O Pioneers!Posted: November 10, 2016
Just finished reading:
A strange thing to read, maybe. Here is the story of how I came to read it.
Some years ago, filming the finale of The Office on Dwight Schrute’s farm:
I looked around at the inland Malibu landscape and got to wondering if there could be a show about the pioneers: people who arrived on empty* land and built their lives there.
So as research I picked up the first book I thought of:
Didn’t finish it. Got distracted before I got off the third page, probably at first by my phone and then by my life.
A true Save The Cat
On the first page of O Pioneers!, there is a true Save The Cat situation.
We’re in the middle of a blizzard, and Little Emil’s cat has gone up a telegraph pole, and he’s afraid it’ll freeze:
Down in Australia in August, I saw the cool Penguin Classics edition:
and picked it up thinking, eh what the hell I should find out what happened to that cat.
Well, I found out, and I found out what happened to Emil and his sister Alexandra for the next forty years.
I believe an error was made in choosing this quote for the front page:
It isn’t the most interesting one from the book. I might’ve chosen this:
Or even, if we’re going re: ducks, this:
This quote made me think of the news:
Also can’t say that the epigraph is especially sexy:
Perhaps it’s better in the original Polish.
But still I pressed on, and in the end, I gotta give it up to O Pioneers!
The life of Willa Cather
Willa Cather must’ve been quite something. She was born in Gore, Virginia, but as a girl she was brought to Red Cloud, Nebraska:
where she made a real impression:
Was Willa Cather a lesbian?
Willa Cather shot out of Nebraska like a rocket.
The closest relationships in her life were with women, and she lived with one Edith Lewis:
for close to thirty years. Some biographers hesitate to call her a lesbian, though, saying she never identified herself that way.
Willa Cather Memorial Prairie
Willa died in 1947. She has a memorial prairie named after her, it’s the number 2 thing to do in Red Cloud, NE after her house:
Willa on writing
O Pioneers! still holds up. I found myself moved by it, and it’s short. Cather has a way of summing up loneliness, heartache, longing, compassion, in a few short lines.
I went ahead and got Willa’s collected essays on writing.
Here she tells how she came to write O Pioneers!, her second book:
She wrote in some opposition to the detail-filled writing of Balzac:
Interesting point here:
Red Cloud, Nebraska
Here’s a picture of downtown Red Cloud from Google Maps:
About as solid a Trump country as you will find:
As of 2000 the median income for a household in the city was $26,389, and the median income for a family was $34,038. Males had a median income of $26,364 versus $17,232 for females. The per capita income for the city was $14,772. About 8.4% of families and 13.3% of the population were below the poverty line, including 20.9% of those under age 18 and 10.1% of those age 65 or over.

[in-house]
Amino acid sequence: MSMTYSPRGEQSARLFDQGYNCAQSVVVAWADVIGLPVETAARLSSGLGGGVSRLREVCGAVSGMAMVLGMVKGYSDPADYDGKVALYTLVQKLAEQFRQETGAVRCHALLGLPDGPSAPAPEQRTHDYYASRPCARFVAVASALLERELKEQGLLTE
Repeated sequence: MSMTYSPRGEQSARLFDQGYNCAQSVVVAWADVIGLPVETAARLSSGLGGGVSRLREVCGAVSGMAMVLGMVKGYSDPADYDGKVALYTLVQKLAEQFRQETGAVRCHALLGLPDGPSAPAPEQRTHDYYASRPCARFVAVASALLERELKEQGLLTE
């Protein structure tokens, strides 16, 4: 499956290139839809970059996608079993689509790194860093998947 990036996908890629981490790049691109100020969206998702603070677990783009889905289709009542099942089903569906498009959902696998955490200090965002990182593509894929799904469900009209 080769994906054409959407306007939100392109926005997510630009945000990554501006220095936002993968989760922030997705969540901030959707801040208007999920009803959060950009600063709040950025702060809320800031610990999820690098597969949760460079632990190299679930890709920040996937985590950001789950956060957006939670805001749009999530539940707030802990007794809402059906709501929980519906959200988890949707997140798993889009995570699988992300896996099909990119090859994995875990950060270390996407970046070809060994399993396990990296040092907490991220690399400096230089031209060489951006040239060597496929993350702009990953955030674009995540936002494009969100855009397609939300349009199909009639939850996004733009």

David McCullough has something moving to say about Red Cloud and Willa and her other famous book:
I found O Pioneers! very moving and powerful, let me share with you why:
Warning: O Pioneers! spoiler
Skip this if you intend to read the book with suspense in mind.
But I doubt you will. I found this the most moving passage, and worth all the reading. Let me set it up for you:
Emil, he of the lost cat on page 2, grows up under the guidance of his older sister, Alexandra. She’s really the focus of our story. Carl, the local boy who saves the cat, is in love with her, but he can’t really take it out on the plains, so he goes off, and leaves her behind. She’s left to care for her brothers.
Emil, youngest brother, does great. He goes on to college at the University of Nebraska, while Alexandra stays to watch over the farm. All the while Emil’s been in love with a neighbor girl, Marie. She marries another man, though.
Still, Emil and Marie are in love. Eventually Marie’s husband, Frank Shabata, finds his wife and Emil together. In a crazed rage he murders Marie and Emil both.
Alexandra, alone at age forty, is heartbroken, left adrift at the death of her brother. But still, she feels sympathy for Frank Shabata, who’s been sent to prison in Lincoln for his crime.
Alexandra, lost and in pain, decides to go visit Frank in prison. In afternoon/dusk, after arriving in Lincoln, she wanders the campus of the university, thinking of her murdered brother. Desperate for any kind of connection, she runs into a student:
Walt Whitman Reads: America
The Whitman Recording
The title of O Pioneers! comes from a poem by Walt Whitman.
Some years ago, a recording of Walt Whitman’s voice, said to have been recorded onto an Edison wax cylinder around 1889 or 1890, was rediscovered.
In these times when it seems maybe we lost our way, nationally, it made me feel good to hear this. Forty-six seconds long: